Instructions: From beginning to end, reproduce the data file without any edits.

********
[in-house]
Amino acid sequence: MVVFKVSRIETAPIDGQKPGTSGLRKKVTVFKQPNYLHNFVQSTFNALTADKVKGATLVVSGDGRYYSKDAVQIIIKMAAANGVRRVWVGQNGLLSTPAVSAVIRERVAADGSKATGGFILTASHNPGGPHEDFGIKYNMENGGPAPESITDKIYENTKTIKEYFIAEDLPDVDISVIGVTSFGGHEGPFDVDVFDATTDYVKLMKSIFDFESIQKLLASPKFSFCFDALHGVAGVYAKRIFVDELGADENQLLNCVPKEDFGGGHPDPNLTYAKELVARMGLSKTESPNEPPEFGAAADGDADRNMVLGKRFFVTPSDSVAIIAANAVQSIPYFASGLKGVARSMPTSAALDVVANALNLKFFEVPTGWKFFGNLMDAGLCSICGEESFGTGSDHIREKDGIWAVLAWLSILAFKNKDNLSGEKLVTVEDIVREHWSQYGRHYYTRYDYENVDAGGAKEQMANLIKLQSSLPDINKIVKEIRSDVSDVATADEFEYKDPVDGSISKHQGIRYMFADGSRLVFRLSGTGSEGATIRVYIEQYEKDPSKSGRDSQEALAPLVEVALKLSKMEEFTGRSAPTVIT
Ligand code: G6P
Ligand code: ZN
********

[in-house]
Amino acid sequence: MVVFKVSRIETAPIDGQKPGTSGLRKKVTVFKQPNYLHNFVQSTFNALTADKVKGATLVVSGDGRYYSKDAVQIIIKMAAANGVRRVWVGQNGLLSTPAVSAVIRERVAADGSKATGGFILTASHNPGGPHEDFGIKYNMENGGPAPESITDKIYENTKTIKEYFIAEDLPDVDISVIGVTSFGGHEGPFDVDVFDATTDYVKLMKSIFDFESIQKLLASPKFSFCFDALHGVAGVYAKRIFVDELGADENQLLNCVPKEDFGGGHPDPNLTYAKELVARMGLSKTESPNEPPEFGAAADGDADRNMVLGKRFFVTPSDSVAIIAANAVQSIPYFASGLKGVARSMPTSAALDVVANALNLKFFEVPTGWKFFGNLMDAGLCSICGEESFGTGSDHIREKDGIWAVLAWLSILAFKNKDNLSGEKLVTVEDIVREHWSQYGRHYYTRYDYENVDAGGAKEQMANLIKLQSSLPDINKIVKEIRSDVSDVATADEFEYKDPVDGSISKHQGIRYMFADGSRLVFRLSGTGSEGATIRVYIEQYEKDPSKSGRDSQEALAPLVEVALKLSKMEEFTGRSAPTVIT
Ligand code: G6P
Ligand code: ZN